• Tahitian (from the French Polynesian islands): Tahitian pearls range from light grey to pure black, and average 9 to 13 millimeters in diameter. Many Tahitian pearls may be found in baroque shapes as well as perfectly round beads.
  • South Sea (from Australia, Indonesia, and the Philippines): The largest pearls on the market, these can be white or golden and up to 15 millimeters in diameter. They have a unique satiny look due to their thick layers of nacre.

Freshwater pearls: These pearls form in mussels that live in bodies of fresh water such as lakes or rivers. They can appear quite similar to saltwater pearls, and come in a variety of different shades. While most freshwater pearls are produced in China, they can also come from Japan or the United States.

Baroque pearls: This term refers not to the origin of a pearl, but to its shape. Baroque pearls are irregularly shaped rather than being perfectly round, and their individual variation gives them a dramatic flair that has become quite popular in contemporary jewelry. Designers have been known to craft unique pieces to showcase particularly interesting baroque pearls.

You can find gorgeous pearls for below-market prices at AuctionKing.com every day, from timeless strands of creamy white pearls to stunning golden South Seas or lustrous black Tahitian pearls. Every piece is accompanied by a gemological report verifying its authenticity, so you can bid with confidence. Register for a free online account today to find your next treasure.

Are Orange Sapphires Valuable?

The precious gem sapphire is so closely associated with the color blue that the word “sapphire” itself is considered a synonym for the hue. However, blue is far from being the only color that sapphires can be found in. In fact, the term “sapphire” can be applied to any gem-quality mineral of the corundum family that isn’t red—because red corundum is ruby. Sapphires in non-traditional shades are collectively known as “fancy” sapphires. The discovery of new sources of these gems in East Africa and Madagascar has increased the popularity of unusual sapphire colors such as pink, violet, green, yellow, and orange. Stones can even be found with blends of multiple shades, or in color change varieties that display different colors under natural and artificial light.

Sapphires owe their popularity as a gemstone not merely to their beauty, but also to their durability. Sapphires are the second-hardest gemstone next to diamond, which makes them suitable for daily wear in any type of jewelry. Jewelry designers have embraced fancy sapphires as a means of expanding their color palette without sacrificing the exceptional core qualities of the stone that have made it a perennial favorite.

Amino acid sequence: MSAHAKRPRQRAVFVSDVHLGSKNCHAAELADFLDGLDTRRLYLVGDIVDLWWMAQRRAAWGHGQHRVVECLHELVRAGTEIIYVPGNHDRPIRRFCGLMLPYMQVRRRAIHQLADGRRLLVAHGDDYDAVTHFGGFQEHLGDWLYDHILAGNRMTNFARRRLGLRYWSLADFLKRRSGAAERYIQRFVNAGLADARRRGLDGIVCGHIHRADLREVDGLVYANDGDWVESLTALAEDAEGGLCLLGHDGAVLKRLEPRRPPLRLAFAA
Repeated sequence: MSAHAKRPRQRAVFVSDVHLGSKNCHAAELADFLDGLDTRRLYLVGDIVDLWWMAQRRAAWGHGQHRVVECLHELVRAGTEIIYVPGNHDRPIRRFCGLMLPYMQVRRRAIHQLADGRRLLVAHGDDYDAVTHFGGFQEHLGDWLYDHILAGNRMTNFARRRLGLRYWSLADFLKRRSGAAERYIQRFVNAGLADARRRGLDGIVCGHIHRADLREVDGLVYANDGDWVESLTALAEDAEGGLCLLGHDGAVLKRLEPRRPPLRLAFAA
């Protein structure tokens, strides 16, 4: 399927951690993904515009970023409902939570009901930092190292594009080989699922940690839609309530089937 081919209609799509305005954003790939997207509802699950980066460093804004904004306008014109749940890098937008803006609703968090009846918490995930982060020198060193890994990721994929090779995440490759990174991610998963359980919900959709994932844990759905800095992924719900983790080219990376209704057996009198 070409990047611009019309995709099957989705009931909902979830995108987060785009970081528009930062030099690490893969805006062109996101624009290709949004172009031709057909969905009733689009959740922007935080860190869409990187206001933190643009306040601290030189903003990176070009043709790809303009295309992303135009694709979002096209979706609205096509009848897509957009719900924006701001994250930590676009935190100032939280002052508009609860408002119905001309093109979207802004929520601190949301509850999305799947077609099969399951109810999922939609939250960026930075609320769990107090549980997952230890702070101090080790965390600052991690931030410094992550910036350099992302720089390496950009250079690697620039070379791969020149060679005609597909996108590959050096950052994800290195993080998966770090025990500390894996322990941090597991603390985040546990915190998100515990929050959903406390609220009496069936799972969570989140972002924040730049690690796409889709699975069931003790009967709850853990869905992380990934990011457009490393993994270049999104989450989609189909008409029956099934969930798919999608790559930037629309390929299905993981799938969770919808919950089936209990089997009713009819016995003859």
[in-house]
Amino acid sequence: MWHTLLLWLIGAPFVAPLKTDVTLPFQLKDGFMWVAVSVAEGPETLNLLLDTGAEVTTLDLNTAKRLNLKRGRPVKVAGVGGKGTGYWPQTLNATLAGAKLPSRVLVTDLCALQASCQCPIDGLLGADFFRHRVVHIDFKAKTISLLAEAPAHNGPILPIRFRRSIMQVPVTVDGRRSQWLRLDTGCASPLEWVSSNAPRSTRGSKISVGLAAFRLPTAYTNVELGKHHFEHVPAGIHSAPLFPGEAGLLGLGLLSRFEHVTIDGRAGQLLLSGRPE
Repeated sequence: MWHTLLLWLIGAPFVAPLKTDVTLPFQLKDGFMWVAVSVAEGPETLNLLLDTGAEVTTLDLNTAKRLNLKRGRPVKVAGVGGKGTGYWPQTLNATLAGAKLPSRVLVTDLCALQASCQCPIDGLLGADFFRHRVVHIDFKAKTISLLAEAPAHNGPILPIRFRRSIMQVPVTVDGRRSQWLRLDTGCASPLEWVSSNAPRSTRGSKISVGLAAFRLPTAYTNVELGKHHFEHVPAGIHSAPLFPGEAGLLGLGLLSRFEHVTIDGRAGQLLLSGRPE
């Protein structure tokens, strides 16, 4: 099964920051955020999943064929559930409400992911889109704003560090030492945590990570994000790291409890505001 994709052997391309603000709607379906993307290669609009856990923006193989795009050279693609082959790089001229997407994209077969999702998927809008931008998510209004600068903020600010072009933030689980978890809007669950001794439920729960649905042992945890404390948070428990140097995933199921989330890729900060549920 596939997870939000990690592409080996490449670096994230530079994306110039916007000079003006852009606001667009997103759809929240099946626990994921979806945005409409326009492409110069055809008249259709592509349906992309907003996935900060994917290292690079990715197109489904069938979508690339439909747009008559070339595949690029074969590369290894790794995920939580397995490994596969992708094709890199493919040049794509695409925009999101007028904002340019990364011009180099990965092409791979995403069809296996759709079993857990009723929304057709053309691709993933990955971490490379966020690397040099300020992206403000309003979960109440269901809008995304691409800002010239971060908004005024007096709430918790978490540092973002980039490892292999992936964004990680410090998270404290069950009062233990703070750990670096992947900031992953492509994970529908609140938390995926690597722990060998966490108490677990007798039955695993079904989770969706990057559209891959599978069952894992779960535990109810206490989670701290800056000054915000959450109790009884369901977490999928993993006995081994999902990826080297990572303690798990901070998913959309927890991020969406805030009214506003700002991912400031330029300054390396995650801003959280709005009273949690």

In its purest form, corundum is colorless—in fact, white sapphire, as it is known, is widely used as an accent stone with other colored gems. The various hues of sapphire gems are produced by trace amounts of other minerals in the aluminum oxide crystals. Blue, produced by a combination of iron and titanium, is the most common. Orange sapphires, which are considerably rarer, are believed to be produced by trace amounts of chromium that is missing an electron.

Orange sapphires have been found in Sri Lanka, Madagascar, and Tanzania, although most on the market today come from Australia and Madagascar. Factors that affect the value of an orange sapphire are size, clarity, and color. These are almost impossible to find in large sizes, so a larger stone will command significantly higher prices than a comparable smaller stone. A clearer stone will also be valued more highly than a stone with significant numbers of eye-visible inclusions. Finally, it is quite common for orange sapphires to be heat-treated to improve their color. An orange sapphire with a deeply saturated hue that has not been treated will be quite expensive.

As with any gem of high value, buyers in the market for an orange sapphire should be careful to get independent verification of the authenticity and characteristics of the stone they are considering purchasing. If the seller hesitates to supply such verification, it is often a sign that what they have for sale isn’t as valuable as they claim it is.

At AuctionKing.com, our jewelry offerings feature a wide selection of genuine sapphires, both in traditional blue and a rainbow of fancy colors, with bids starting as low as $1. From pendants and earrings to bracelets and rings, we have sapphires for every taste, and we constantly update our inventory with new and unique finds. We authenticate every piece so you can bid with confidence. Register today for a free online account to start bidding and start winning.